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FDA ap­proves the first gener­ic for Amar­in's Vas­cepa — but is a fish oil price war im­mi­nent?

Late last year, enthusiasm for Amarin’s fish-oil pill Vascepa burgeoned when the FDA signed off on expanding the cholesterol fighter’s label to include the drug’s beneficial impact on cardiovascular risk, but months later the exuberance for the blockbuster-to-be took a big hit when a judge invalidated key patents protecting Vascepa.

Despite Amarin’s $AMRN pledge to appeal — a process that could take months — the ruling opened the door for generic competition. Hikma Pharmaceuticals, one of three challengers in the Nevada suit, on Friday said that its generic copy of pure EPA, the omega-3 fatty acid that constitutes Vascepa, has been approved by the FDA.

Eric Edwards, Phlow president and CEO (PR Newswire)

BAR­DA of­fers a tiny start­up up to $812M to cre­ate a US-based drug man­u­fac­tur­er — and the CEO comes with a price goug­ing con­tro­ver­sy on his ré­sumé

BARDA has tapped a largely unknown startup to ramp up production of a list of drugs that may be at risk of running short in the US. And the deal, which comes with up to $812 million in federal funds, was inked by a CEO who found himself in the middle of an ugly price gouging controversy a few years ago.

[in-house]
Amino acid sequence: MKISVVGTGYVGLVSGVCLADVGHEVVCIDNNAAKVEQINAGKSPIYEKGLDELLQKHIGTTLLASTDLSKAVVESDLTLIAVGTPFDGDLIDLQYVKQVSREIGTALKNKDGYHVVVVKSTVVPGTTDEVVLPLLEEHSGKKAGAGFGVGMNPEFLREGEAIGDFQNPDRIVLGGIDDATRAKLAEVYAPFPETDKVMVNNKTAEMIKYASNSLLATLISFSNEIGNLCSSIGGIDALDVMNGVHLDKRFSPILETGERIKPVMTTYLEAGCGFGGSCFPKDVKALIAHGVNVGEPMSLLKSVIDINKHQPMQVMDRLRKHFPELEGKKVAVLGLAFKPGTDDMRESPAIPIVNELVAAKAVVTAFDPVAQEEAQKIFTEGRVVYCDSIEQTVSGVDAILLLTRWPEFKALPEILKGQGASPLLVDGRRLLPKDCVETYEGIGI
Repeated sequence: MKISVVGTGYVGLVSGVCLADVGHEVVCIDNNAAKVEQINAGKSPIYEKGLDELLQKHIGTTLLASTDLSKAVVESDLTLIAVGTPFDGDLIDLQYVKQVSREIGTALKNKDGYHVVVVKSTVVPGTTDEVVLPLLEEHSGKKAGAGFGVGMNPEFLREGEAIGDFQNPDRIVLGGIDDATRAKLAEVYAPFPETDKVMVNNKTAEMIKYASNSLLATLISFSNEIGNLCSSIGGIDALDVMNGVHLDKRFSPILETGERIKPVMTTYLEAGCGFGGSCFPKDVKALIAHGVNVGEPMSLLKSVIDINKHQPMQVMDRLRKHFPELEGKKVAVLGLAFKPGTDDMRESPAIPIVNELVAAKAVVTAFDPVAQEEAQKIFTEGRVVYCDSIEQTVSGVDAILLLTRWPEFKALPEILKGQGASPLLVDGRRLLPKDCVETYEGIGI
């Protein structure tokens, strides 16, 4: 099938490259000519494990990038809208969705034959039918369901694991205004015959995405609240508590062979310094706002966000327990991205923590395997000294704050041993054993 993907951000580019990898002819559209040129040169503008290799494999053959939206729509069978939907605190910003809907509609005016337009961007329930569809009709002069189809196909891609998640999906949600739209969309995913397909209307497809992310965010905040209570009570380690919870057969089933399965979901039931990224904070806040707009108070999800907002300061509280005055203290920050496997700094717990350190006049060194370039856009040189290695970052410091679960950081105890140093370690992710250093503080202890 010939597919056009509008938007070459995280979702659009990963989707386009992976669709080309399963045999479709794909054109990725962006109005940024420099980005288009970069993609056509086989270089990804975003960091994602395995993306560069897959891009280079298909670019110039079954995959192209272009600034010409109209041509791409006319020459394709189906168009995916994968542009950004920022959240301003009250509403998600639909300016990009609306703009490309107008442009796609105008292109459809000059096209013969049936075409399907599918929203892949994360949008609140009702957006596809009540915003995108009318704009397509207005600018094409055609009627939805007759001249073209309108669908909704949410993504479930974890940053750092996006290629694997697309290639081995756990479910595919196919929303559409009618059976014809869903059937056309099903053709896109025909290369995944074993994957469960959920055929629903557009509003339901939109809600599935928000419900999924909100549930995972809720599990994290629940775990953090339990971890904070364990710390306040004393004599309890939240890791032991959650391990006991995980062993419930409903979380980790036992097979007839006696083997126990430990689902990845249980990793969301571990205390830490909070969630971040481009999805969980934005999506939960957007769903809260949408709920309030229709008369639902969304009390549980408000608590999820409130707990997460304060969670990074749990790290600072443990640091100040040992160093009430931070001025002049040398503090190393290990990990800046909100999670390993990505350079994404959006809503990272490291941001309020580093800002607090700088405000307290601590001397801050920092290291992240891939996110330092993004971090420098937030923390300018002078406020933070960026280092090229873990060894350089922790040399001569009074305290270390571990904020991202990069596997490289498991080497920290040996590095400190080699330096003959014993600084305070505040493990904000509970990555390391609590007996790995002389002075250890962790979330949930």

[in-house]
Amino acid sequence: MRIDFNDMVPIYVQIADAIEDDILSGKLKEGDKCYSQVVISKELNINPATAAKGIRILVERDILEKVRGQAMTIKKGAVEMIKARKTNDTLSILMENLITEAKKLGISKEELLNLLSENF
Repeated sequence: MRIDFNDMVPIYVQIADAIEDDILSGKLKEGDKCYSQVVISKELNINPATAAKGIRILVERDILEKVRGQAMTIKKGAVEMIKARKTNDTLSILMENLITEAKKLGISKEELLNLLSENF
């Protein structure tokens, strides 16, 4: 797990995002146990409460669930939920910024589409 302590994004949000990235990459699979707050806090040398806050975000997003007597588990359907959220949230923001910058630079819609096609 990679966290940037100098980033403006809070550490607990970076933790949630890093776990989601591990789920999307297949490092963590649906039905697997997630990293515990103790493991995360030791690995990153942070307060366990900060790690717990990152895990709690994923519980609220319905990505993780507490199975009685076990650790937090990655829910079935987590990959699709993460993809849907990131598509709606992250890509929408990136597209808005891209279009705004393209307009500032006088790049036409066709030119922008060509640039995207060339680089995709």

The feds’ new partner — called Phlow — won a 4-year “base” contract of $354 million, with another $458 million that’s on the table in potential options to sustain the outfit. That would make it one of the largest awards in BARDA’s history.

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Re­searchers de­fine ex­act­ly what they saw in the first pos­i­tive remde­sivir study for Covid-19. But what's that worth to Gilead?

Remdesivir can work in fighting Covid-19, particularly for patients with less severe cases, but this is just a first step in the journey to finding combos that can do the job much better.

That’s the bottom line from Gilead’s randomized study published in the New England Journal of Medicine. Analysts were quick to draw conclusions about how the big biotech could turn this into a profitable advantage — with widespread expectation of considerable pricing restraint on Gilead’s part. Anyone looking for a new mountain of cash to count as the world grapples with the pandemic is likely to come away disappointed.

An­oth­er NASH de­lay for In­ter­cept frus­trates in­vestors, shares wilt

A previous FDA advisory committee delay for Intercept’s NASH drug may have dampened spirits, but investors perked up after French rival Genfit recently failed to best a placebo with its offering in a keenly anticipated pivotal study. In yet another twist on Friday, the New York drugmaker said the FDA is postponing its adcom again to accommodate the review of additional data it has asked the company to furnish.

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Ger­man Mer­ck bests US Mer­ck in UK copy­right tus­sle of Mer­ck v. Mer­ck

Before Merck and Merck, there was only Merck.

A single company was founded as a drugmaker in the pre-Bismarckian days of an industrializing Germany that, in 1891, decided to launch an outpost in New York. It was a successful idea, launching a smallpox vaccine just 7 years later, until World War I, when the US government seized the US branch under the Trading with the Enemy Act, splitting the global corporation in two and setting off a century of intercontinental brand confusion.